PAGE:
2019 March Madness – Pac-12 Edition

Salsa.  Merengue.  Cha-cha. The Hype.  The Floss.

Pick your poison, but there’s only one dance that matters at this time of year.  And there are three teams from the Pacific Northwest who are participating—Washington, Oregon and Gonzaga—and each are intriguing for different reasons.

Let’s look at them in order of reverse expectations, starting with the lowest and working our way up.  (There’s a double-secret agenda here. Let’s see if you can figure it out).


In some ways, Oregon (23-12, 10-8) has no business being in this tournament.  They started out the season rough, losing to any team they played that had a pulse—one exception being Syracuse—but finished strong, winning their final eight games, including beating the brakes off of Washington in the Pac-12 Tournament championship game.  They ended up finishing tied for fourth in the conference, nothing to write home about, but they’ve got all kinds of momentum right now, given how they’ve performed as of late.

That puts them as a 12 seed in the tournament, and they face off against old nemesis Wisconsin, whom they lost to in the 2014 and 2015 tournaments.  Wisconsin (23-10, 14-6) is a decent, middle-of-the-road Big Ten team, and is a five seed in the tournament, mostly behind the strength, size, power and shooting of big man Ethan Happ.

Should Oregon pull off the upset on Friday, they likely will face a four-seed Kansas State team.  Make it out of the first weekend, and that sets the Ducks’ trajectory on a collision course with one-seed Virginia, which seems like an awfully tall order, and that’s assuming they can win a game in between against the winner of the 8-9 seed matchup of Ole Miss vs. Oklahoma.  But sometimes having people not expect much of you, at least sports-wise, gives you the perfect opportunity to prove them wrong.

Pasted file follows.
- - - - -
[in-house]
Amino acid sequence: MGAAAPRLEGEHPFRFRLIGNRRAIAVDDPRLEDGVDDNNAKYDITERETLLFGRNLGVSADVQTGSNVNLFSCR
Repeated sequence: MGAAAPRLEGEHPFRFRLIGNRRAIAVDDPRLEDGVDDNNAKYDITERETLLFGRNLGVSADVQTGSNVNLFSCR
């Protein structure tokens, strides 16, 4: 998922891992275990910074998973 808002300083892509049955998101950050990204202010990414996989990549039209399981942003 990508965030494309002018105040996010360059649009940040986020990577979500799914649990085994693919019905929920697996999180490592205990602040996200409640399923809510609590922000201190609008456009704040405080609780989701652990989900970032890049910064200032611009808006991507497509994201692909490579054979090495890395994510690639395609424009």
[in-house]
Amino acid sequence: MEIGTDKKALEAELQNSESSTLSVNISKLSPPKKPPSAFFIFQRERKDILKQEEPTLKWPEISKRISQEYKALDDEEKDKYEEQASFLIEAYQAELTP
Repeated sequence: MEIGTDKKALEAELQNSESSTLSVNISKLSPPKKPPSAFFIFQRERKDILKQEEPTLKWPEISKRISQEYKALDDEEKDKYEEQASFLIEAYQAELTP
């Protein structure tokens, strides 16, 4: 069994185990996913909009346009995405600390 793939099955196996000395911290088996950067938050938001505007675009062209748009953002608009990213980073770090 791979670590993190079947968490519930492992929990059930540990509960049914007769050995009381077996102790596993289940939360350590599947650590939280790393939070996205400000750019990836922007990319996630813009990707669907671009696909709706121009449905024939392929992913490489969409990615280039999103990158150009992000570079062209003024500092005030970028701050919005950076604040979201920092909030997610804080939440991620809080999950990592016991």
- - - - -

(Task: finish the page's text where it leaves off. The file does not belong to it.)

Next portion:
Which Washington (26-8, 15-3) team is going to show up?  Is it the one who lost to lowly Cal and then did a first-class fold job against Oregon in the Pac-12 Tournament title game, or is it the one who mostly rolled through their season and conference in devastating fashion, getting a tournament bid and winning the regular season conference crown, both for the first time in eight years?

The Huskies, an eight seed, are paired against a nine-seed Utah State team that some are calling the hottest Cinderella prospect in the country, coming as they are off a 10-game winning streak and a conference championship of their own.  The early line on the game actually favors the Aggies by a point or two.

The problem, for Washington, is that should they win their first game they collide with likely first-round winner, North Carolina.  You may have heard of them. They’re like, good at basketball and stuff. The upside is that should the Huskies pull off that upset, that would be enough mojo to carry them much, much further.


Will this finally be the year for the Zaggies? Is this the best Gonzaga team yet?  Many believe it is, and the fact that they lost their conference tournament title game to St. Mary’s, scoring only 47 points, should not really be taken into account.  They are big and long and deep and powerful on offense, a lethal combination for teams to plan for on short notice.

Is there any team that has the potential to outscore Gonzaga? There are probably a few, especially on any given day, but the only team that comes to mind is the team that Gonzaga has already beaten this year—Duke—and that was before Gonzaga was fully healthy, as they are now.  

So yes, this is shaping up to be their year, though sometimes having the most to lose means just that.

So how should you, the fan, proceed?  Rather than doing the dance your kids do, and risk throwing out your hip or your back, I recommend doing what I call the Dad.  That’s where you kick your feet up and enjoy some hot wings while watching some basketball. Perhaps even get hopped up on Northwest IPA.  

I promise, no matter who wins or loses on the screen, you, yourself, will be a champion.

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About Paul Redman 122 Articles
Paul Redman is a writer and chef in Seattle who grew up in the Midwest. His work has appeared in print and online, including San Francisco magazine, the Seattle Post-Intelligencer, and Contrary. He eats too many chicken wings and cracks way too many dad jokes and food puns. Follow him on Twitter @predman.